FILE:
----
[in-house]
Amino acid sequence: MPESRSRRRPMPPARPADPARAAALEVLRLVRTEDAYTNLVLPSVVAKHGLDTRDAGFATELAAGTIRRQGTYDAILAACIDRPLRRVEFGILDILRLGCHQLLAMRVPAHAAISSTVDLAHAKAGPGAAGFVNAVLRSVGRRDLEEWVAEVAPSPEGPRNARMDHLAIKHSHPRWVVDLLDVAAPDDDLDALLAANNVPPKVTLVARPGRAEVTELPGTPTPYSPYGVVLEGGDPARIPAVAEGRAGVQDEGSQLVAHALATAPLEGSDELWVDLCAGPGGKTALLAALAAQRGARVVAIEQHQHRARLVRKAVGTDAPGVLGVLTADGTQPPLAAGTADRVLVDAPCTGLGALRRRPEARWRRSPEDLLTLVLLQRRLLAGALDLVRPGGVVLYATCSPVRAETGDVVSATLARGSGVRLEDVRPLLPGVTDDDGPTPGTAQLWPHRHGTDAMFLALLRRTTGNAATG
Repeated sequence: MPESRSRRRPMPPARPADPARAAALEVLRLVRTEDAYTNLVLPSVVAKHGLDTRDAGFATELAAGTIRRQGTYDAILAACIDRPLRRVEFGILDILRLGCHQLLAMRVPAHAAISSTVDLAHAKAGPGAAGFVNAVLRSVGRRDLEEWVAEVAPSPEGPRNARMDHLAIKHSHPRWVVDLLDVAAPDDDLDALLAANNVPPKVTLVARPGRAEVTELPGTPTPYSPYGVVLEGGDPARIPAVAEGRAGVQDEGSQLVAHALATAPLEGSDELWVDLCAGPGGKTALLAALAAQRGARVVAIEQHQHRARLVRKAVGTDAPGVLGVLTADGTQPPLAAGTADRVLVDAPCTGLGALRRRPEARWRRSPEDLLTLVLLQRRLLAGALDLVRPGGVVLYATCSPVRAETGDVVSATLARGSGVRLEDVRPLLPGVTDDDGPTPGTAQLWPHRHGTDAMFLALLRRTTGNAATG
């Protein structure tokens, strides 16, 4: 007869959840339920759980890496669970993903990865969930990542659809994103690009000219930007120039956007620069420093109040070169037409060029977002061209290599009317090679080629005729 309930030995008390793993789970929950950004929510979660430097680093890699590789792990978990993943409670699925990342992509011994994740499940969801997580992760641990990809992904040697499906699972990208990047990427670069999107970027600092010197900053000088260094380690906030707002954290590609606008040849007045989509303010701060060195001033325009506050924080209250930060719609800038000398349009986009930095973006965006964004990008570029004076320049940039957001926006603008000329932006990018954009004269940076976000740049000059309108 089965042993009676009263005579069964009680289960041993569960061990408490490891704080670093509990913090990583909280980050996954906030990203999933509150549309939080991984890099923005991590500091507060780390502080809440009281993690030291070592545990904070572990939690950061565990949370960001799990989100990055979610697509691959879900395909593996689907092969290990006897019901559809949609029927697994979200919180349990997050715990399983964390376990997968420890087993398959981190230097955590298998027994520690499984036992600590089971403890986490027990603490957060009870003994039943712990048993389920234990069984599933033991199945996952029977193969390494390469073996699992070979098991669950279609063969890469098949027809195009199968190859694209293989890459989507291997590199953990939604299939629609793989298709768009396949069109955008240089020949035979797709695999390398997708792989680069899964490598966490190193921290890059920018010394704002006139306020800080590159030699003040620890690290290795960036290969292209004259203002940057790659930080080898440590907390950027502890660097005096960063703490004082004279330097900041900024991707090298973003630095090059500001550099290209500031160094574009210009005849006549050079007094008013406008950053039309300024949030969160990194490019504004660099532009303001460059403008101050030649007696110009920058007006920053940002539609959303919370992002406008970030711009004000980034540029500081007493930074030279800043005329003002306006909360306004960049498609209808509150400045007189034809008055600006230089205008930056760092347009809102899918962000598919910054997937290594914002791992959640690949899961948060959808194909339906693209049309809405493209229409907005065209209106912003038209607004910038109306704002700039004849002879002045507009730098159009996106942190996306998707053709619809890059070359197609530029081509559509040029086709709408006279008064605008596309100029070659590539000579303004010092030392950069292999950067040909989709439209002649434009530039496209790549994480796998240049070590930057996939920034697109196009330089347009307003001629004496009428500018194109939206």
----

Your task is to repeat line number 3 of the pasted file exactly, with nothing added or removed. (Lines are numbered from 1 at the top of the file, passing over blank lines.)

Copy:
Repeated sequence: MPESRSRRRPMPPARPADPARAAALEVLRLVRTEDAYTNLVLPSVVAKHGLDTRDAGFATELAAGTIRRQGTYDAILAACIDRPLRRVEFGILDILRLGCHQLLAMRVPAHAAISSTVDLAHAKAGPGAAGFVNAVLRSVGRRDLEEWVAEVAPSPEGPRNARMDHLAIKHSHPRWVVDLLDVAAPDDDLDALLAANNVPPKVTLVARPGRAEVTELPGTPTPYSPYGVVLEGGDPARIPAVAEGRAGVQDEGSQLVAHALATAPLEGSDELWVDLCAGPGGKTALLAALAAQRGARVVAIEQHQHRARLVRKAVGTDAPGVLGVLTADGTQPPLAAGTADRVLVDAPCTGLGALRRRPEARWRRSPEDLLTLVLLQRRLLAGALDLVRPGGVVLYATCSPVRAETGDVVSATLARGSGVRLEDVRPLLPGVTDDDGPTPGTAQLWPHRHGTDAMFLALLRRTTGNAATG